Article III, Section 1:
The judicial Power of the United States, shall be vested in one supreme Court, and in such inferior Courts as the Congress may from time to time ordain and establish. The Judges, both of the supreme and inferior Courts, shall hold their Offices during good Behaviour, and shall, at stated Times, receive for their Services, a Compensation, which shall not be diminished during their Continuance in Office.
As a substantive matter, state courts interpreting federal law are bound by applicable federal court precedents and subject to review by the Supreme Court. This rule dates back to Section 25 of Judiciary Act of 1789, which authorized the U.S. Supreme Court to review certain decisions of the states’ highest courts involving the construction of the Constitution, a treaty, or federal law.1
The Supreme Court considered a constitutional challenge to Section 25 in the 1816 case Martin v. Hunter’s Lessee.2 In that case, litigation involving title to land in Virginia was appealed to the U.S. Supreme Court, which held that a treaty between the United States and Britain controlled the dispute. On remand, the Virginia state court of appeals refused to honor the Supreme Court’s judgment, opining that “the appellate power of the supreme court of the United States does not extend to this court under a sound construction of the constitution of the United States,” and that Section 25 was unconstitutional in that it “extends the appellate jurisdiction of the supreme court to this court.” 3 The case returned to the U.S. Supreme Court, which upheld Section 25. Justice Story’s majority opinion emphasized that the Constitution vests in the Supreme Court the authority to hear all cases subject to the federal judicial power, explaining that “the constitution not only contemplated, but meant to provide for cases within the scope of the judicial power of the United States, which might yet depend before state tribunals.” 4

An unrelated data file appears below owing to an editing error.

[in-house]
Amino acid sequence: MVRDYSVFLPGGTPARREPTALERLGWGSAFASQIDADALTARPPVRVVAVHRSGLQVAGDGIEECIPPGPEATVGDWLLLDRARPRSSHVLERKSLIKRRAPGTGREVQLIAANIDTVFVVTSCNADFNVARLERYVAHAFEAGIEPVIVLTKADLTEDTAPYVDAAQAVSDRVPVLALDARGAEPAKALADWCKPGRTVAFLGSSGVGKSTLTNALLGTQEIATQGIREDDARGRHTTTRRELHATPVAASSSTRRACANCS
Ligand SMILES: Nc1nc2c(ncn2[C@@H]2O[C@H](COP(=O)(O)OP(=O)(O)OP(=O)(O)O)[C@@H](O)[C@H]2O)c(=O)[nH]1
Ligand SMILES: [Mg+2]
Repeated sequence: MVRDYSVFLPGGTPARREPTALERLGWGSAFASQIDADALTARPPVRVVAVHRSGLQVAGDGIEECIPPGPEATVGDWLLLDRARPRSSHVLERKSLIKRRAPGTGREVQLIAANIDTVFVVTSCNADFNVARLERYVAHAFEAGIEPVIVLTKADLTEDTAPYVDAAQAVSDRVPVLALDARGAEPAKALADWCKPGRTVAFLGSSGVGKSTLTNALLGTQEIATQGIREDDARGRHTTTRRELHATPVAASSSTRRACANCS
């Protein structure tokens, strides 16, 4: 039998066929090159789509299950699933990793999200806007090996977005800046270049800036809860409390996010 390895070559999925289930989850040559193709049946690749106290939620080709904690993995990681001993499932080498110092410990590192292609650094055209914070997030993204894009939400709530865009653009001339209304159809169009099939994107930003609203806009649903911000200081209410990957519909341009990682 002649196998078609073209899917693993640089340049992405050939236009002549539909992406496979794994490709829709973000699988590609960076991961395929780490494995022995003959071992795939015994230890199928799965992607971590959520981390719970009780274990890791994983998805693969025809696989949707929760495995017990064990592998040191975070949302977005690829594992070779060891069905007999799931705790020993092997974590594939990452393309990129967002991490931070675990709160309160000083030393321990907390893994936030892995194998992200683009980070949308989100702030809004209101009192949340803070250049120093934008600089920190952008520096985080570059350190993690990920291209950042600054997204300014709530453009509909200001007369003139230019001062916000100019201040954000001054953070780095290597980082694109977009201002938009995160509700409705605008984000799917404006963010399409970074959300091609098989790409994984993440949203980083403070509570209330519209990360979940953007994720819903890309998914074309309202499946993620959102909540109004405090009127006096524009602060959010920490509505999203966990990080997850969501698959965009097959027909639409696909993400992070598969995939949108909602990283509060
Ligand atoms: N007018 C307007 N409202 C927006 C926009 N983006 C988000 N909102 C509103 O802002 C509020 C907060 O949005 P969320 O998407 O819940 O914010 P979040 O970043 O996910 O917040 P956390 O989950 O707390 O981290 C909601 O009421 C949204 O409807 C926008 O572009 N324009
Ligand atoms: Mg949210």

Similarly, in Cohens v. Virginia, individuals convicted under Virginia state criminal law for selling lottery tickets argued that their convictions violated federal law. On appeal to the Supreme Court, the state argued that while the Virginia courts were constitutionally obliged to prefer federal law over conflicting state laws, the state courts, as courts of a separate sovereign, were bound only by their own interpretation of the supreme law.5 The state further contended that the judicial power of the United States extended only to cases brought in the first instance in federal court. Chief Justice Marshall’s majority opinion rejected this narrow interpretation, holding that the words of the Constitution “give to the Supreme Court appellate jurisdiction in all cases arising under the constitution, laws, and treaties of the United States. The words are broad enough to comprehend all cases of this description, in whatever Court they may be decided.” 6
- 1 Stat. 73, 85. The current statute authorizing Supreme Court review of “[f]inal judgments or decrees rendered by the highest court of a State” in cases arising under the Constitution or federal laws or treaties is 28 U.S.C. § 1257.
- 14 U.S. 304 (1816).
- Id. at 323–24.
- Id. at 342. See also id. at 351 ( “[T]he appellate power of the United States does extend to cases pending in the state courts; and . . . the 25th section of the judiciary act, which authorizes the exercise of this jurisdiction in the specified cases, by a writ of error, is supported by the letter and spirit of the constitution.” ).
- 19 U.S. 264 (1821).
- Id. at 416. See also Ableman v. Booth, 62 U.S. 506 (1859); Williams v. Bruffy, 102 U.S. 248 (1880).